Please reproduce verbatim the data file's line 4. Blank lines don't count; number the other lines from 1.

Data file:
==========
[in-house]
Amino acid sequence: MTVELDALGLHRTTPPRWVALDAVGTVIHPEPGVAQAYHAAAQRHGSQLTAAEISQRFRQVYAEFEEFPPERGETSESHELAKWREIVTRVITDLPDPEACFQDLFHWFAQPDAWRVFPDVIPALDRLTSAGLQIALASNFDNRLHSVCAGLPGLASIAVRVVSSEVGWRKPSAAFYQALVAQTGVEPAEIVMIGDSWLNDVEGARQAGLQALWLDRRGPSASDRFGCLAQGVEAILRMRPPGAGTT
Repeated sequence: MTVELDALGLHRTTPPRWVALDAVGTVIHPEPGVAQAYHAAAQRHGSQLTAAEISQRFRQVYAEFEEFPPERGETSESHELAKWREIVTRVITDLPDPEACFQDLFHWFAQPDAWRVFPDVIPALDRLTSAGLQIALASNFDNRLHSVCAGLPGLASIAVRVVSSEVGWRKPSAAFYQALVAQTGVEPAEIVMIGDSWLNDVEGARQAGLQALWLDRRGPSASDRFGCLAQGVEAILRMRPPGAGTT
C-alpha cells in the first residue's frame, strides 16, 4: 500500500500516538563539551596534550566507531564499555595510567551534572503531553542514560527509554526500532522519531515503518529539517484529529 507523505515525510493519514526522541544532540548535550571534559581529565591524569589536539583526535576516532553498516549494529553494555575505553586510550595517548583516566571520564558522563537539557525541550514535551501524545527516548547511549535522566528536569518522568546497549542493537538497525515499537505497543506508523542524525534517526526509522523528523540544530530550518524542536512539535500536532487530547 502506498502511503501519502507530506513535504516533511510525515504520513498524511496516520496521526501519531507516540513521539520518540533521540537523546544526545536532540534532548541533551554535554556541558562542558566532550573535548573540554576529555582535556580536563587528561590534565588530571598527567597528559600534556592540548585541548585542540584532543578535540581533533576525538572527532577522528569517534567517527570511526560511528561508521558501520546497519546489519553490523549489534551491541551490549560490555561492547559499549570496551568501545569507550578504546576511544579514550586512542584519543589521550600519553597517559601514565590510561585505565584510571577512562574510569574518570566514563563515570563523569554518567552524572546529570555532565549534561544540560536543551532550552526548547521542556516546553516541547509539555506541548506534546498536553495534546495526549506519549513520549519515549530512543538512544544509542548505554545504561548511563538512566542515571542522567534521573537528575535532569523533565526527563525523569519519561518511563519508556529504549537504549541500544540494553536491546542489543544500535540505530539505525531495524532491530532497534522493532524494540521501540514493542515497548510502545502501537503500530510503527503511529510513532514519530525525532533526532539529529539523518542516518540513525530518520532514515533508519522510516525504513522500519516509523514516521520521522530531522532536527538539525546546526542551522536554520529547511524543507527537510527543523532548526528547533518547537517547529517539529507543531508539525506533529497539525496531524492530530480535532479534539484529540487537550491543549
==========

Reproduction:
C-alpha cells in the first residue's frame, strides 16, 4: 500500500500516538563539551596534550566507531564499555595510567551534572503531553542514560527509554526500532522519531515503518529539517484529529 507523505515525510493519514526522541544532540548535550571534559581529565591524569589536539583526535576516532553498516549494529553494555575505553586510550595517548583516566571520564558522563537539557525541550514535551501524545527516548547511549535522566528536569518522568546497549542493537538497525515499537505497543506508523542524525534517526526509522523528523540544530530550518524542536512539535500536532487530547 502506498502511503501519502507530506513535504516533511510525515504520513498524511496516520496521526501519531507516540513521539520518540533521540537523546544526545536532540534532548541533551554535554556541558562542558566532550573535548573540554576529555582535556580536563587528561590534565588530571598527567597528559600534556592540548585541548585542540584532543578535540581533533576525538572527532577522528569517534567517527570511526560511528561508521558501520546497519546489519553490523549489534551491541551490549560490555561492547559499549570496551568501545569507550578504546576511544579514550586512542584519543589521550600519553597517559601514565590510561585505565584510571577512562574510569574518570566514563563515570563523569554518567552524572546529570555532565549534561544540560536543551532550552526548547521542556516546553516541547509539555506541548506534546498536553495534546495526549506519549513520549519515549530512543538512544544509542548505554545504561548511563538512566542515571542522567534521573537528575535532569523533565526527563525523569519519561518511563519508556529504549537504549541500544540494553536491546542489543544500535540505530539505525531495524532491530532497534522493532524494540521501540514493542515497548510502545502501537503500530510503527503511529510513532514519530525525532533526532539529529539523518542516518540513525530518520532514515533508519522510516525504513522500519516509523514516521520521522530531522532536527538539525546546526542551522536554520529547511524543507527537510527543523532548526528547533518547537517547529517539529507543531508539525506533529497539525496531524492530530480535532479534539484529540487537550491543549